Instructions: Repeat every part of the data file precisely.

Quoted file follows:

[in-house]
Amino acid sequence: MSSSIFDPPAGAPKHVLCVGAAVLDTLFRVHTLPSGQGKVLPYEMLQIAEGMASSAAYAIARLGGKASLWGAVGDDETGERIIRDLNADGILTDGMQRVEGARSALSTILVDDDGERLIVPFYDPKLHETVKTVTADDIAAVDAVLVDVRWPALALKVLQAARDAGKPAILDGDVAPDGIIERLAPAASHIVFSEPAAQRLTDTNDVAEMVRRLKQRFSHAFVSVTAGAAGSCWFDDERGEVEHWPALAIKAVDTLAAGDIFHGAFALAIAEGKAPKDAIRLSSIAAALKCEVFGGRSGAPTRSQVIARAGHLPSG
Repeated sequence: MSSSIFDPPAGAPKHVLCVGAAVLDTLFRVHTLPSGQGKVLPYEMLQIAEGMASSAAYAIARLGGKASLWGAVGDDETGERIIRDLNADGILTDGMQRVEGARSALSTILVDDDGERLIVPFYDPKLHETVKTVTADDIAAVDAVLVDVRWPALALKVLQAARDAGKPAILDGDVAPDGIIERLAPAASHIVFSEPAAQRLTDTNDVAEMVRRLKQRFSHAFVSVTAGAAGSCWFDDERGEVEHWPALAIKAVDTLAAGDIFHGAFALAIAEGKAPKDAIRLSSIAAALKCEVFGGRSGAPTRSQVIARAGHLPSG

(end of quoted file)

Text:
[in-house]
Amino acid sequence: MSSSIFDPPAGAPKHVLCVGAAVLDTLFRVHTLPSGQGKVLPYEMLQIAEGMASSAAYAIARLGGKASLWGAVGDDETGERIIRDLNADGILTDGMQRVEGARSALSTILVDDDGERLIVPFYDPKLHETVKTVTADDIAAVDAVLVDVRWPALALKVLQAARDAGKPAILDGDVAPDGIIERLAPAASHIVFSEPAAQRLTDTNDVAEMVRRLKQRFSHAFVSVTAGAAGSCWFDDERGEVEHWPALAIKAVDTLAAGDIFHGAFALAIAEGKAPKDAIRLSSIAAALKCEVFGGRSGAPTRSQVIARAGHLPSG
Repeated sequence: MSSSIFDPPAGAPKHVLCVGAAVLDTLFRVHTLPSGQGKVLPYEMLQIAEGMASSAAYAIARLGGKASLWGAVGDDETGERIIRDLNADGILTDGMQRVEGARSALSTILVDDDGERLIVPFYDPKLHETVKTVTADDIAAVDAVLVDVRWPALALKVLQAARDAGKPAILDGDVAPDGIIERLAPAASHIVFSEPAAQRLTDTNDVAEMVRRLKQRFSHAFVSVTAGAAGSCWFDDERGEVEHWPALAIKAVDTLAAGDIFHGAFALAIAEGKAPKDAIRLSSIAAALKCEVFGGRSGAPTRSQVIARAGHLPSG